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The federal government is supposed to have the American public’s best interests in mind when it comes to healthcare and regulating the safety of our medication. This is allegedly one of the reasons the Food and Drug Administration (FDA) made a big push to put a stop to importing cheaper prescription medication from Canada for several years. These drugs were unsafe, the FDA claimed, because the origin or safety of drug components could not be verified, much less their efficacy. Like a parent protecting a child, the FDA banned drug purchases from Canadian pharmacies for our own good.

But “Big Pharma” has become heavily dependent on foreign drug manufacturers, and the FDA can’t see its way to properly inspect those plants. The result is that our pharmaceutical drugs may be tainted and we don’t know any better than the FDA, the organization charged with protecting us, what is actually in our prescription medication. This can lead to a risk of serious injury, or worse, put patients at risk of death.

Drug manufacturers can’t keep up with the prescription medication demand in the United States, which has led to importing 40% of our medications and 80% of active drug ingredients from overseas manufacturers – many from Asia. The FDA is responsible for inspecting overseas plants, but the problem is twofold: there is a shortage of inspectors, and a shortage of translators. This forces the FDA to rely on the manufacturer’s translator. It’s a bit like the fox watching the hen house when FDA inspectors can’t independently verify the information they’re being provided due to a language barrier.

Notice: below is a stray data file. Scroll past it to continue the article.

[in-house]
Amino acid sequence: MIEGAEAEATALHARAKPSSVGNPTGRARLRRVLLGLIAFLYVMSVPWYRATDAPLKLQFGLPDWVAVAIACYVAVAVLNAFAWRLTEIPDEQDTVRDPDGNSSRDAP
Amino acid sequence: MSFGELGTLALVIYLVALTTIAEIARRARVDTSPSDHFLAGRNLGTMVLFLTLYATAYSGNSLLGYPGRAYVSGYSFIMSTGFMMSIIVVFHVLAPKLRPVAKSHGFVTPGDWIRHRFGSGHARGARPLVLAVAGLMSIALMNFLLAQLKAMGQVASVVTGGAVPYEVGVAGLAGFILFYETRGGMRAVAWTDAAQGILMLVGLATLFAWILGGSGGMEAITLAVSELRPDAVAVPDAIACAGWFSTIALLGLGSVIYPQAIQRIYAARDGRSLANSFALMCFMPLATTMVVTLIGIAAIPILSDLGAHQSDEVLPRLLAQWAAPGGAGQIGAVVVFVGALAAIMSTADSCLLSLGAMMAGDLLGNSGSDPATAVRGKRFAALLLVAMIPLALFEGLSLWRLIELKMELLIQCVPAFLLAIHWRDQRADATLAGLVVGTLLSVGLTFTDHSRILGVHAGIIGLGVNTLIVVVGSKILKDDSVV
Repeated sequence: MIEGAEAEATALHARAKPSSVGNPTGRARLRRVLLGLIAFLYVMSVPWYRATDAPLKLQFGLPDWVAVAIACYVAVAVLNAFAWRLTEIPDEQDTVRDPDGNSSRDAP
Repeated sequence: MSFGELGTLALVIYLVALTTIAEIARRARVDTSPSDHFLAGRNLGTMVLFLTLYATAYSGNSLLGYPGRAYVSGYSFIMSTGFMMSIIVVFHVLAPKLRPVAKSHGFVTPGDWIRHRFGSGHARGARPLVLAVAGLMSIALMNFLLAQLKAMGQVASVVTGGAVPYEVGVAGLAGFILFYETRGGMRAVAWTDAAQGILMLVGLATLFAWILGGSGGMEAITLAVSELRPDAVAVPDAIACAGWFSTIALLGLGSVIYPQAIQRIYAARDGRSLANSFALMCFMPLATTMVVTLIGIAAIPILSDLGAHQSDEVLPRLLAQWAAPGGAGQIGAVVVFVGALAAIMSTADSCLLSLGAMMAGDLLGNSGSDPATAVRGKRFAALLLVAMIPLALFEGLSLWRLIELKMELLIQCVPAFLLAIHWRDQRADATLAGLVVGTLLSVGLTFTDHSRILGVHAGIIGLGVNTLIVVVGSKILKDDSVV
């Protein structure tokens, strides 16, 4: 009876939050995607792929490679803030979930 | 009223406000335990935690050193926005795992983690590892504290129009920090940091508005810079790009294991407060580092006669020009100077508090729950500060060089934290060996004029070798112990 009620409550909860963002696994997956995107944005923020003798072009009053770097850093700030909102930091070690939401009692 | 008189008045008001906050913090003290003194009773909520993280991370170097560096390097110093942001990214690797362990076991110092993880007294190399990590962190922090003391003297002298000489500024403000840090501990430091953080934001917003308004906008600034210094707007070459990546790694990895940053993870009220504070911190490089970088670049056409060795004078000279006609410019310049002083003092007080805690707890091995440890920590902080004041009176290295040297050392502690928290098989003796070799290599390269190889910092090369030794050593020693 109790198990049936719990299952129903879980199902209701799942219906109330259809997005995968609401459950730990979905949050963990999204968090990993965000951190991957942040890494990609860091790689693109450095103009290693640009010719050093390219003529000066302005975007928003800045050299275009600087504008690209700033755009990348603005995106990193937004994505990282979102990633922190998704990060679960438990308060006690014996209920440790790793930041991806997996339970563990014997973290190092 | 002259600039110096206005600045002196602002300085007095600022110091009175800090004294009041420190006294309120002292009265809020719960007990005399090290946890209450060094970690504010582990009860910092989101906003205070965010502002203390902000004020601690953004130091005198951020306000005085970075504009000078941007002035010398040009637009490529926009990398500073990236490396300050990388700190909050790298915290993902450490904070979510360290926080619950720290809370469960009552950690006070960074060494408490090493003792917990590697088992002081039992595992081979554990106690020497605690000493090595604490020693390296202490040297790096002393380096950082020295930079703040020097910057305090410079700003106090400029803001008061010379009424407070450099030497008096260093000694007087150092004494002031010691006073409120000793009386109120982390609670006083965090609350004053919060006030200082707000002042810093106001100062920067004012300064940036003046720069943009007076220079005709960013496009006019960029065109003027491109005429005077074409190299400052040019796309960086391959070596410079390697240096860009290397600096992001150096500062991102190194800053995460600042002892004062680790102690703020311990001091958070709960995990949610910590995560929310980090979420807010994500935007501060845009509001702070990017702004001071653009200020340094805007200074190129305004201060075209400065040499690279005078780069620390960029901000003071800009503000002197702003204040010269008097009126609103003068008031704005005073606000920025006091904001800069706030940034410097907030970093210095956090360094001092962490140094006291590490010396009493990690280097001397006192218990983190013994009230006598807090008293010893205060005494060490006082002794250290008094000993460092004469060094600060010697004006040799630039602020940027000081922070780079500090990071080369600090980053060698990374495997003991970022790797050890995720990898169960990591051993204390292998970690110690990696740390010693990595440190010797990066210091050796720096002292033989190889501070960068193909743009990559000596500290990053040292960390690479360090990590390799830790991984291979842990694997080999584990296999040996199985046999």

Compounding the problem is that the FDA announces its foreign inspections because they need to give the manufacturer time to secure a translator. This is not how the process is supposed to be done, and it presents the opportunity for foreign drug manufacturers time, in many cases, to clean up their act just enough to pass an inspection.

But are they truly passing?

Just some of the problems uncovered during inspections include:

  • Flying insects in raw material storage rooms
  • A mold-stained ceiling in a quarantine room
  • Unclean and defective equipment that caused cross-contamination of drugs
  • Product build-up in a room designated as being sanitized
  • Destruction of records

Now that we have a new scare as the diabetes drug, metformin, appears to be tainted with high levels of NDMA, a carcinogen, there may be plenty of blame to go around starting with the FDA. Metformin, along with other drugs such as valsartan, losartan, irbesartan, and combination medications, have all been recalled in the last year due to concerns of NDMA tainting.

You should be able to depend on the safety of your prescription medication. It’s clear that we have no control over what we are actually ingesting when we take prescription drugs that are not carefully inspected by those charged with the task. If you or a loved one has become injured or died as a result of tainted prescription drugs, let the attorneys at Harris Lowry Manton LLP pursue a claim against those responsible. Schedule your free consultation with one of our personal injury attorneys by calling our Savannah office at 912-651-9967, our Atlanta office at 404-961-7650, or by reaching out to us through our contact page.

 

 

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